Forthcoming Books

The Sonnets of Rainer Maria Rilke
Sonnets of Rainer Maria Rilke, The

Romano Guardini described Rainer Maria Rilke as the “poet who had things of such importance to say about the end of our own age [and] was also a prophet of things to come.” The complexity of Rilke is, then, “highly relevant to modern Man.” Decades after Guardini’s assessment, the reader who rediscovers Rilke will find a depth of mind and soul that display a profundity the post-modern reader only thinks he possesses. 

Tale of a Criminal Mind Gone Good
Tale of a Criminal Mind Gone Good

In this concise and creative book, Nathan Lefler places G. K. Chesterton and René Girard in conversation on the art of being deceived. The campaign to get rid of (or mythicize) the Judaic and the Christian is not progress, it is a fog. Girard noted early on that returning preeminent status to the Judeo-Christian influence would have the (paradoxical) effect of clearing the air, such that humans might actually breathe and reason well again. 

That Which Is Just in the Church
That Which Is Just in the Church

This is not a handbook. Errázuriz presents more than the current Code of Canon Law. His intention is instead to instill a realistic perspective of ecclesial right and law, and in doing so he fills a massive exegetical gap in English scholarship. This book currently stands alone in its class and dramatically broadens the contemporary approach to ecclesiastical law.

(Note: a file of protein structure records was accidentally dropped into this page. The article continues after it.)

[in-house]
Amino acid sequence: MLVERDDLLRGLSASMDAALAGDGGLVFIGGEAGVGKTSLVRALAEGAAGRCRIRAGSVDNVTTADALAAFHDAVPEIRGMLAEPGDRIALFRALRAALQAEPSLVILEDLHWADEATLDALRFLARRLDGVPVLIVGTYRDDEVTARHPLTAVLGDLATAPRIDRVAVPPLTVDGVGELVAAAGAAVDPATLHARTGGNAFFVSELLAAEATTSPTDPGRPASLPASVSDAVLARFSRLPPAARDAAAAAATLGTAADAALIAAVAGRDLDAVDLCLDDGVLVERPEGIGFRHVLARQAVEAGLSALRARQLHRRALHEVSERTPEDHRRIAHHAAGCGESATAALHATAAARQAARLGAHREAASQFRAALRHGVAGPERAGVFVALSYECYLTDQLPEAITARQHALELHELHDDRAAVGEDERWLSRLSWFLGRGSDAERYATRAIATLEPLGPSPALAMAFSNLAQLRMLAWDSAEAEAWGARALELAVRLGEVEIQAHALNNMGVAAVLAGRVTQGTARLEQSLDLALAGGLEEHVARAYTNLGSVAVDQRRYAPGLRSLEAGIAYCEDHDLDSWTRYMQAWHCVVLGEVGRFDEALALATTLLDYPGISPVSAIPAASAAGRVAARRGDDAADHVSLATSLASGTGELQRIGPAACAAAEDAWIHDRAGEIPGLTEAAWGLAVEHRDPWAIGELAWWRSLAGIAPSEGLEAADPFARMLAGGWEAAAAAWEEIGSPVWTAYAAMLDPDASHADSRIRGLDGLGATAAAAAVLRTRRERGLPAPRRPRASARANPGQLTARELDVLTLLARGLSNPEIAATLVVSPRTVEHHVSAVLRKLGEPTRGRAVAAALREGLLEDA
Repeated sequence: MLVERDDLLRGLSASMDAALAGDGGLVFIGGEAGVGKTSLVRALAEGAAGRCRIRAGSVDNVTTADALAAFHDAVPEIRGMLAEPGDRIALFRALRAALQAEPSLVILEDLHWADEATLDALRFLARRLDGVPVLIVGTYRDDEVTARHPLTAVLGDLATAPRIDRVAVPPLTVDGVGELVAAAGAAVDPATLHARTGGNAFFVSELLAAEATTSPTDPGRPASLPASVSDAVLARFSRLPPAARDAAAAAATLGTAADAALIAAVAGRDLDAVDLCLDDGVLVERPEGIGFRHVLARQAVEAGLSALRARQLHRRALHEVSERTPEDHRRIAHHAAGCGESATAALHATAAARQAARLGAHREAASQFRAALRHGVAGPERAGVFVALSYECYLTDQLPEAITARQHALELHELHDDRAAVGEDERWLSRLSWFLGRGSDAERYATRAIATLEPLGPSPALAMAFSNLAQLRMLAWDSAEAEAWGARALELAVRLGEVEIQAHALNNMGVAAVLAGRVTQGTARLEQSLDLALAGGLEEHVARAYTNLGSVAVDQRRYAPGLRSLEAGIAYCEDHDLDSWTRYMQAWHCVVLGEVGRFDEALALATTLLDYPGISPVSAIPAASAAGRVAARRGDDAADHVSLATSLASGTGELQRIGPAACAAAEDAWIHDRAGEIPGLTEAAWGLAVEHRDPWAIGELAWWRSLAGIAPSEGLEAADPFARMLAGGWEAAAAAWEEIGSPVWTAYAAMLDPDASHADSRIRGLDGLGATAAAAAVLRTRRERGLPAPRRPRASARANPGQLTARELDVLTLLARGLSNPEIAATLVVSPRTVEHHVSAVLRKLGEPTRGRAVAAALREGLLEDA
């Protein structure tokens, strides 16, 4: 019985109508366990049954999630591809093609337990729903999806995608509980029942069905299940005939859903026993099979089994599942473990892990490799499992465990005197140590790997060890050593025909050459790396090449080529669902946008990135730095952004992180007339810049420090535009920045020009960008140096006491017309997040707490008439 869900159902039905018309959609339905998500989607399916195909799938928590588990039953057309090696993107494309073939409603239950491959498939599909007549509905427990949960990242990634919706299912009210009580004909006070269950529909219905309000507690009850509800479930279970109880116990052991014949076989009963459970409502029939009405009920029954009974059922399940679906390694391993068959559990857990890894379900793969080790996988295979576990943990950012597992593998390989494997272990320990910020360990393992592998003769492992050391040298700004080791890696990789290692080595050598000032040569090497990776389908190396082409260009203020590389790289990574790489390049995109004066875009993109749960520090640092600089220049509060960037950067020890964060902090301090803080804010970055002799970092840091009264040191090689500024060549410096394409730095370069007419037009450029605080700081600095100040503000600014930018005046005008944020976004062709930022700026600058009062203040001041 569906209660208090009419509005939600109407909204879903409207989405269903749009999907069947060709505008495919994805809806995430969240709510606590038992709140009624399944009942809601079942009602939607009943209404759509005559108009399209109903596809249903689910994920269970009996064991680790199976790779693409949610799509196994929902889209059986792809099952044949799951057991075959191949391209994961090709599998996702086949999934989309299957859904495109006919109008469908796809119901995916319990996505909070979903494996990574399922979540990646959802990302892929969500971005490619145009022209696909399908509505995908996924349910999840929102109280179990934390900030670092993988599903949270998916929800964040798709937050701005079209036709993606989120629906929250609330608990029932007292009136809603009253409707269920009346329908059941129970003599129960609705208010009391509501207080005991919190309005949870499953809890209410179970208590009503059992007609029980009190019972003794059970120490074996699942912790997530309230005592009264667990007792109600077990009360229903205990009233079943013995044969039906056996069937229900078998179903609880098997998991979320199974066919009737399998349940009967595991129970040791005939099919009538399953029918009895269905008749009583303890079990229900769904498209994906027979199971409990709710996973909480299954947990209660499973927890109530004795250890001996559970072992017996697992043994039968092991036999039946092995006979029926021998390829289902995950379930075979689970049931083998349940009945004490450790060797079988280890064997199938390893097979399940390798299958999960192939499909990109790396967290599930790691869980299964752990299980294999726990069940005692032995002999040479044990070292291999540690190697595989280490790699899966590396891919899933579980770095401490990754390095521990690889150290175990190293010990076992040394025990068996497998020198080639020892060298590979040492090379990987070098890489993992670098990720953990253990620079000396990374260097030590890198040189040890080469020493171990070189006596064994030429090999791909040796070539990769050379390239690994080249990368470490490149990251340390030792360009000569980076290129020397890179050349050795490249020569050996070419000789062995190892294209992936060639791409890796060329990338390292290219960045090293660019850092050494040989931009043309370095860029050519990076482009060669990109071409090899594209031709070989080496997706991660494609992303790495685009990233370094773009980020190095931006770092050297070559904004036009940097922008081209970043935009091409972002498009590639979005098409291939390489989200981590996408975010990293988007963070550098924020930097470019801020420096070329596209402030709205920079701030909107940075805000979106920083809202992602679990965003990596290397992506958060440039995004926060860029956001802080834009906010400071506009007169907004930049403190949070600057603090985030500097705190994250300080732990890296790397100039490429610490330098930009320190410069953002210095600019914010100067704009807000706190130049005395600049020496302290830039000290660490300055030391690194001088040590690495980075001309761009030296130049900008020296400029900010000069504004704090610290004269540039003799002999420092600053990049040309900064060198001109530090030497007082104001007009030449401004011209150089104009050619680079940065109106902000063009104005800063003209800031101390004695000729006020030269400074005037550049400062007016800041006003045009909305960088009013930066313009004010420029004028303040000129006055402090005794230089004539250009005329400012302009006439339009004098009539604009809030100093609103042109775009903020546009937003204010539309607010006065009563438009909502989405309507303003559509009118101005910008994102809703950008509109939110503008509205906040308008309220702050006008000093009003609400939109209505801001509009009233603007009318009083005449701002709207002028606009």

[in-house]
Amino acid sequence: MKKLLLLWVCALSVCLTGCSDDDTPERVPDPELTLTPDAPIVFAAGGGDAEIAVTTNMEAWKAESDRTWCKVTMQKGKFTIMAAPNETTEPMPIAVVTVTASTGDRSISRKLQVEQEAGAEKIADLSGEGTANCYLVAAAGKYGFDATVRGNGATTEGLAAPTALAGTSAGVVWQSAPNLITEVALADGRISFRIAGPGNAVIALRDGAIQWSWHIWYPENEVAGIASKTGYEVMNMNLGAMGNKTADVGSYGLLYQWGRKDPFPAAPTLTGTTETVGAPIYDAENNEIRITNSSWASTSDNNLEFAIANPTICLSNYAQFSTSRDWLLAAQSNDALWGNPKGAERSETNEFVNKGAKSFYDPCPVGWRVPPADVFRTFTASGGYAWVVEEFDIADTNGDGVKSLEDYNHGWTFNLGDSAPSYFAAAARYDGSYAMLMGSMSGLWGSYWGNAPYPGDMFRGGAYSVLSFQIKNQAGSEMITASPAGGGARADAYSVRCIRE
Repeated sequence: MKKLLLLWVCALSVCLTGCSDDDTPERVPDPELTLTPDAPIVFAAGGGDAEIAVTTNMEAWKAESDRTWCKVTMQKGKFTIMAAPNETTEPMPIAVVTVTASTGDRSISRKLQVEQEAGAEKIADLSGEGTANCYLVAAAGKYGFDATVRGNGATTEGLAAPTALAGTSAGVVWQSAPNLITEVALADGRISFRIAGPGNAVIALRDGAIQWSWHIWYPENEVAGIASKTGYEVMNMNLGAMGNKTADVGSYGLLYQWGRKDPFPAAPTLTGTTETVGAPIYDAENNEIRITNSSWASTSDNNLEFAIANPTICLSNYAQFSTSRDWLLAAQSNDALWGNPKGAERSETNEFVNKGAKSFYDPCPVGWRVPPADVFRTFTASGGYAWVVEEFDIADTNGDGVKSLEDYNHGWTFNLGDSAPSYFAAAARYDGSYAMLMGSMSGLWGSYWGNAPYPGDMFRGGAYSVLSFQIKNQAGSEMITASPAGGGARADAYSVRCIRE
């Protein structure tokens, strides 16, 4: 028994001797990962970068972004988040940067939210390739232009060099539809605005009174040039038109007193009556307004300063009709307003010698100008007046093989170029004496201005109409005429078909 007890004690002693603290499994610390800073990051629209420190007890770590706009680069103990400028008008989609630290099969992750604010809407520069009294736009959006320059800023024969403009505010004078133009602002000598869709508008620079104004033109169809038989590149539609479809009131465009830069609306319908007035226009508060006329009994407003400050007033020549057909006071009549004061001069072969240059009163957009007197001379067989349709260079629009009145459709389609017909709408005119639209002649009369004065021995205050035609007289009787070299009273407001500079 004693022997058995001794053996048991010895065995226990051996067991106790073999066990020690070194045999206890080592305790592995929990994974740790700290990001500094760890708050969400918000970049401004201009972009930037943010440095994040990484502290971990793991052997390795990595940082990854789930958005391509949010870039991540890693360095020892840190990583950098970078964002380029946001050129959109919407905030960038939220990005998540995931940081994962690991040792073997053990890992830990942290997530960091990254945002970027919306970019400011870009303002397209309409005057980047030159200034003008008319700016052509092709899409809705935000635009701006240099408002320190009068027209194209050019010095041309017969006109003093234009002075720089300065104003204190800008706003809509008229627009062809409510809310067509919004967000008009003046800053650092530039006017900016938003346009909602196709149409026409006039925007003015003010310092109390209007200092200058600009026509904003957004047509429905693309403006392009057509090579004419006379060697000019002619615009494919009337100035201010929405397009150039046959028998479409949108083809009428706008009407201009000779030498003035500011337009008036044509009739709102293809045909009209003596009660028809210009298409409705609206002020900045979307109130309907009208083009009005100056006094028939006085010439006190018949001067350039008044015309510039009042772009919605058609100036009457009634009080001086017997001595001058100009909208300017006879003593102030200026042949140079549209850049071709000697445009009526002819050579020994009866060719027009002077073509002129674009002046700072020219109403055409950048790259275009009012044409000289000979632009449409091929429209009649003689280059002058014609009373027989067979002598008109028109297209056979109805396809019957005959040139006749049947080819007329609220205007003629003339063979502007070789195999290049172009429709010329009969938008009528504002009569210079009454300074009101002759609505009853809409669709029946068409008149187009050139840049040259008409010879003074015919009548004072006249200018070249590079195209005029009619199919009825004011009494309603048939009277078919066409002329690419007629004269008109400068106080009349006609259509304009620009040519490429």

They Will Know Us by Our Horses
They Will Know Us by Our Horses

In addition to examples drawn from his naval background, Shenk references Homer, Shakespeare and Milton in demonstrating forestasis to be a widely useful parallel to traditional stasis. Shenk argues that both deserve to be widely taught as prime, complementary modern techniques of invention. 

The Tribulations of Sophia
Tribulations of Sophia, The

The heart of the book is entitled, “Three Lectures on Thomism and its Current Situation.” During the Second Vatican Council and its immediate aftermath, the status of Thomism in Catholic intellectual circles and institutions was vigorously challenged. Once again, the problem of Thomism emerges: What is Thomism and where does it belong? Gilson’s devotion to elaborating the nature of Christian philosophy compels him to confront this question head-on. Indeed, because Gilson approaches Thomism as the veritable model for Christian philosophy he cannot ignore the attempts to suppress or supplant it.